German Citizenship by Descent

People born to a parent who was a German citizen at the time of birth are usually German citizens on that basis. It does not matter whether they were born in Germany or not. Nor does it matter if the parent is a naturalised German.

Those born after January 1, 1975 are Germans if the mother or father is a German citizen.

Special rules exist for those born before 1 July 1993 if only the father is German and is not married to the mother. The father must acknowledge paternity before the child is 23, or acknowledge paternity and marry the mother and the child must declare himself or herself to be a German citizen.

Those born outside Germany to a German parent who was also born outside Germany after 1999 will need to be registered as German citizens within 12 months of birth. An exception applies if the child is stateless.

Those born in Germany and adopted to a foreign country should contact their local German Consulate for clarification of German citizenship.

Persons who are Germans on the basis of descent from a German parent do not have to apply to retain German citizenship by age 23. If they acquire another citizenship at birth, they can usually continue to hold this.

Ask Philip Gamble whether you (or your children) have a claim to British nationality.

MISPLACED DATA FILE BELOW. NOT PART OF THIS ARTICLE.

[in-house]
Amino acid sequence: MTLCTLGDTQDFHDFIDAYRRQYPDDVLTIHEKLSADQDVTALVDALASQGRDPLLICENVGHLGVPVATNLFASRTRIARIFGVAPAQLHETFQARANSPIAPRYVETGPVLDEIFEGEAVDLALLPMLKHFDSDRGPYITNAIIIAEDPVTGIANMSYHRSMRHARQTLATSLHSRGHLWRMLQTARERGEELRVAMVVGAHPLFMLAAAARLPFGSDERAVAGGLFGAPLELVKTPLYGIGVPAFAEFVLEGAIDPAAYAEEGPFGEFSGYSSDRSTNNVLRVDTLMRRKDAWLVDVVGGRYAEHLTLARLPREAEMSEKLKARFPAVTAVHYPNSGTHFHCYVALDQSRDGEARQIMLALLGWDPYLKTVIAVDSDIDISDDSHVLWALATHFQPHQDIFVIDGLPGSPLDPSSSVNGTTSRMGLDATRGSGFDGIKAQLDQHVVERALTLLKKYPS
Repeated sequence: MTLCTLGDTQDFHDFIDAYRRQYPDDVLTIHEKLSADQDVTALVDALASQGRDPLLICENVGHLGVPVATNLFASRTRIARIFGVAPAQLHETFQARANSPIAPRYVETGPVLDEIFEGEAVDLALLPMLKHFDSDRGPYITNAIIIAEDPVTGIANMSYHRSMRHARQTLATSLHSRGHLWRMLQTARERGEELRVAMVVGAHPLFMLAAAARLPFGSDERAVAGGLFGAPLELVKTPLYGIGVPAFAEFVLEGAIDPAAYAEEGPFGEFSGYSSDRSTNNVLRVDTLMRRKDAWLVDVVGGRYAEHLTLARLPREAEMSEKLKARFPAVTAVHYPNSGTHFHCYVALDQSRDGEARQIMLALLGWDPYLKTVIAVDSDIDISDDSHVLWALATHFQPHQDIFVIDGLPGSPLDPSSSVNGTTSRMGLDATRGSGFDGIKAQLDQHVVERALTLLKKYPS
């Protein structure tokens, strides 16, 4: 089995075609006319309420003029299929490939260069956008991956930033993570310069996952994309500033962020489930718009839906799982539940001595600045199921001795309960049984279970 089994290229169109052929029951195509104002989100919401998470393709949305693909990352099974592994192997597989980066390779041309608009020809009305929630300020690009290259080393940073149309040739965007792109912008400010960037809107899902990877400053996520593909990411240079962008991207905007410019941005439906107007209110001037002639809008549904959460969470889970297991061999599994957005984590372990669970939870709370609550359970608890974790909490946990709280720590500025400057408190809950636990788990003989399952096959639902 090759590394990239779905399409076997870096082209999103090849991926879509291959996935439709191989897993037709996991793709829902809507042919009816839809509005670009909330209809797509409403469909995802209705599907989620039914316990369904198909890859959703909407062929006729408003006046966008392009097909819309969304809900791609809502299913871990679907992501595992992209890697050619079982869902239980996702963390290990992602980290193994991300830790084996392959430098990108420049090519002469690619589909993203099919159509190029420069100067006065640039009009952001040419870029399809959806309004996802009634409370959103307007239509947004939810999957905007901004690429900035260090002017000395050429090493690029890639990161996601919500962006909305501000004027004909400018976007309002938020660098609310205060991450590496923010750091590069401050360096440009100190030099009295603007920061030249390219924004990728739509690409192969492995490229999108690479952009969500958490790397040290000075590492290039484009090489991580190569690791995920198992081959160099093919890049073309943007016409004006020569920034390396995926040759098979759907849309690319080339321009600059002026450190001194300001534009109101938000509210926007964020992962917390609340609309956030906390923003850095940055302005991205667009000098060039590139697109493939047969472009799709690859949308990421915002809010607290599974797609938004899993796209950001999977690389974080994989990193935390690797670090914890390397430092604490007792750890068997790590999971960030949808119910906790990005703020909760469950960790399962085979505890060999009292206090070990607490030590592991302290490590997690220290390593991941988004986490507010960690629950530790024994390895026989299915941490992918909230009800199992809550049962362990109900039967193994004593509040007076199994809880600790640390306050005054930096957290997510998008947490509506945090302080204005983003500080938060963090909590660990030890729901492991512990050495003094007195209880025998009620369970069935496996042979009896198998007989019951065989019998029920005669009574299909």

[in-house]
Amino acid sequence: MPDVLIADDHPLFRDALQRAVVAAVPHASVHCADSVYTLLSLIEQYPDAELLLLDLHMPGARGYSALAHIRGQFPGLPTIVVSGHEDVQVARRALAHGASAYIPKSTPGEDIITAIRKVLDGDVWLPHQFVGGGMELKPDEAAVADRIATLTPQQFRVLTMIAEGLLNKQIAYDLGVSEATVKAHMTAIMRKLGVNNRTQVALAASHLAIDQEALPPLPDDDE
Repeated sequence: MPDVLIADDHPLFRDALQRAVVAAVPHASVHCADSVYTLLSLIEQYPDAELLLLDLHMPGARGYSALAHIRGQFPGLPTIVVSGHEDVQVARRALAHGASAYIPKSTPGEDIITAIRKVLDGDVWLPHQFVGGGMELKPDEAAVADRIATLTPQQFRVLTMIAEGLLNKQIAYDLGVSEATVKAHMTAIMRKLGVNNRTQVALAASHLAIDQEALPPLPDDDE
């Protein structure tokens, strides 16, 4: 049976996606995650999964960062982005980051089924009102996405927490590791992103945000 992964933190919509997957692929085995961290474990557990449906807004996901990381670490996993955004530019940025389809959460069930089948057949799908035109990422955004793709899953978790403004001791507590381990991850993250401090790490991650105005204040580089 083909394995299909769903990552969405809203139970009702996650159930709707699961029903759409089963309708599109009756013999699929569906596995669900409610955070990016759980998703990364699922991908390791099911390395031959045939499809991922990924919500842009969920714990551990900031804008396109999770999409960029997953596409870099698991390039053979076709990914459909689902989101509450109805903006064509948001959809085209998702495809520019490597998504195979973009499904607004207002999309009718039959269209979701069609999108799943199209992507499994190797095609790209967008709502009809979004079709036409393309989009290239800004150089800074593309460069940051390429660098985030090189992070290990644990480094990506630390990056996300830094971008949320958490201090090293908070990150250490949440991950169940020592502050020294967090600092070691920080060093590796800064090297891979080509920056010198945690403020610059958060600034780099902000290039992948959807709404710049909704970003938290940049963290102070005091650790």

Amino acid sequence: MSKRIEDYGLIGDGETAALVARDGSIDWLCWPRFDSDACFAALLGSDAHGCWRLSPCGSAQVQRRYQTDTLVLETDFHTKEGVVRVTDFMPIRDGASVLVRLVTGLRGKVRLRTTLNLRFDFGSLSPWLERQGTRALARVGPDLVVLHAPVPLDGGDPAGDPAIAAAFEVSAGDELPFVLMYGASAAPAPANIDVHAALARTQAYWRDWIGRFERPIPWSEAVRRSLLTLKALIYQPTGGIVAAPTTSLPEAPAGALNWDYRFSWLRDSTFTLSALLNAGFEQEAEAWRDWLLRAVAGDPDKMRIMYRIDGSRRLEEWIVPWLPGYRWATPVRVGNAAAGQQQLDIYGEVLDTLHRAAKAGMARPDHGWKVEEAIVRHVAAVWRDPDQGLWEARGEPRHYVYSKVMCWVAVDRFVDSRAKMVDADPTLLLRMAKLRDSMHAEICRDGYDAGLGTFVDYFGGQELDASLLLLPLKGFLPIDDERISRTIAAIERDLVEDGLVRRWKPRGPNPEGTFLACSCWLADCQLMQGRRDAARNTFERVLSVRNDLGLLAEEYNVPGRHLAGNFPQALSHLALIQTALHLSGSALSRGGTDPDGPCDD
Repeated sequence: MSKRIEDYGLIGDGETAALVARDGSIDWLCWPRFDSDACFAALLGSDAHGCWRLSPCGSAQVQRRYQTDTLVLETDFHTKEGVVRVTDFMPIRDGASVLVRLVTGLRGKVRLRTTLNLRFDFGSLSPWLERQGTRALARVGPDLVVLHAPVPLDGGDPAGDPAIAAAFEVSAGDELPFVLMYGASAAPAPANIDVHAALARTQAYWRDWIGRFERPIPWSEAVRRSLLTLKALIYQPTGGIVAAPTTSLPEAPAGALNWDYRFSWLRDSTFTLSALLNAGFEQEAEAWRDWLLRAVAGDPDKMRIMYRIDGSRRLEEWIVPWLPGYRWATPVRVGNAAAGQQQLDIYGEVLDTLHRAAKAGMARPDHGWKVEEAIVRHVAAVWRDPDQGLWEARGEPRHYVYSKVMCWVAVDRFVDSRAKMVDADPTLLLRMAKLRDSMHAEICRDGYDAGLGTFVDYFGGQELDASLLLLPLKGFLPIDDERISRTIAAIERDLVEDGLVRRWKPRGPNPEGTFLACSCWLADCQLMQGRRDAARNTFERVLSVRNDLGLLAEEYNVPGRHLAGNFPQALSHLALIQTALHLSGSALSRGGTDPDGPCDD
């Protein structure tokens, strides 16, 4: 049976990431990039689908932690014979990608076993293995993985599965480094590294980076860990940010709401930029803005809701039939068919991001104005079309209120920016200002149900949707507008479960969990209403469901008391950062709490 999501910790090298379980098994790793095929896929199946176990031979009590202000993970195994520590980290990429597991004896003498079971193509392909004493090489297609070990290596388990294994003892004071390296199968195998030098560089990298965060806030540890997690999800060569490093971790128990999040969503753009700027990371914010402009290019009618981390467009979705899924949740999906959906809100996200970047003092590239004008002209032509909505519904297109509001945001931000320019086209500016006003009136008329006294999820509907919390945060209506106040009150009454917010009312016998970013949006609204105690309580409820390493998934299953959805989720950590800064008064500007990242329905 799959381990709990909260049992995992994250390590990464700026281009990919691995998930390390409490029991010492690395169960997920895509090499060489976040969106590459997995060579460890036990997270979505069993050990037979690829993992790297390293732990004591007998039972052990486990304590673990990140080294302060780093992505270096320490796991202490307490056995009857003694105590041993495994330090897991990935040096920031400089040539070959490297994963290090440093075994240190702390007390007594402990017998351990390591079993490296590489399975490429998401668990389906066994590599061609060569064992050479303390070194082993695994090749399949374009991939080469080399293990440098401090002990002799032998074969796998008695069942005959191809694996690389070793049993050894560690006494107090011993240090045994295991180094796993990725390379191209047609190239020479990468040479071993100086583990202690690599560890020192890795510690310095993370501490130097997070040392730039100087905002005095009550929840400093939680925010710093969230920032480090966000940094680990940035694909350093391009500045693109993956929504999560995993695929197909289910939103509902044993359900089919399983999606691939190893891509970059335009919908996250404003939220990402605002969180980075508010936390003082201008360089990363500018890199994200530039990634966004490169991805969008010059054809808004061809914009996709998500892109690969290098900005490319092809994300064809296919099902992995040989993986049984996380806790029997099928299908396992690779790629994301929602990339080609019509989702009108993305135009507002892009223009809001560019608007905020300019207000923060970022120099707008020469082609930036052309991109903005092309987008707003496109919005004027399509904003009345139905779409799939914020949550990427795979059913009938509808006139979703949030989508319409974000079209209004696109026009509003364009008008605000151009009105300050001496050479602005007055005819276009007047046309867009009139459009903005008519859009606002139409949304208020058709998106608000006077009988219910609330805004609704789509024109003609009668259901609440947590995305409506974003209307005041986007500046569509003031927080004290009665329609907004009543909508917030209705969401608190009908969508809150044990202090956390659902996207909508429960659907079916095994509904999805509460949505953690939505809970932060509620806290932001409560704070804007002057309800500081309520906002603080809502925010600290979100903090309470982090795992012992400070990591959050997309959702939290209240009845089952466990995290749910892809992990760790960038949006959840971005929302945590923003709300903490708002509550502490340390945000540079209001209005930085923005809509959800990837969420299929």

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Learn more about these routes to British Nationality:

WhatPassport.com is a specialist UK Nationality and British Citizenship site offering an online search and assessment. Claims to hold a British Passport can be complex and the site offers a quick, simple search to give you the answers. While many people qualify for the UK Ancestry Visa based on holding a Commonwealth passport with a UK born grandmother or grandfather, we have found that if you have a grandparent born in the UK, or if your mother is British or your father is British, then there are several scenarios where you can claim British Nationality and the right to hold a British Passport. This stems from Britain’s collection of British Colonies, British Protectorates and British Protected States in the middle of last century and the Nationality rules concerning what are now the countries of the Commonwealth.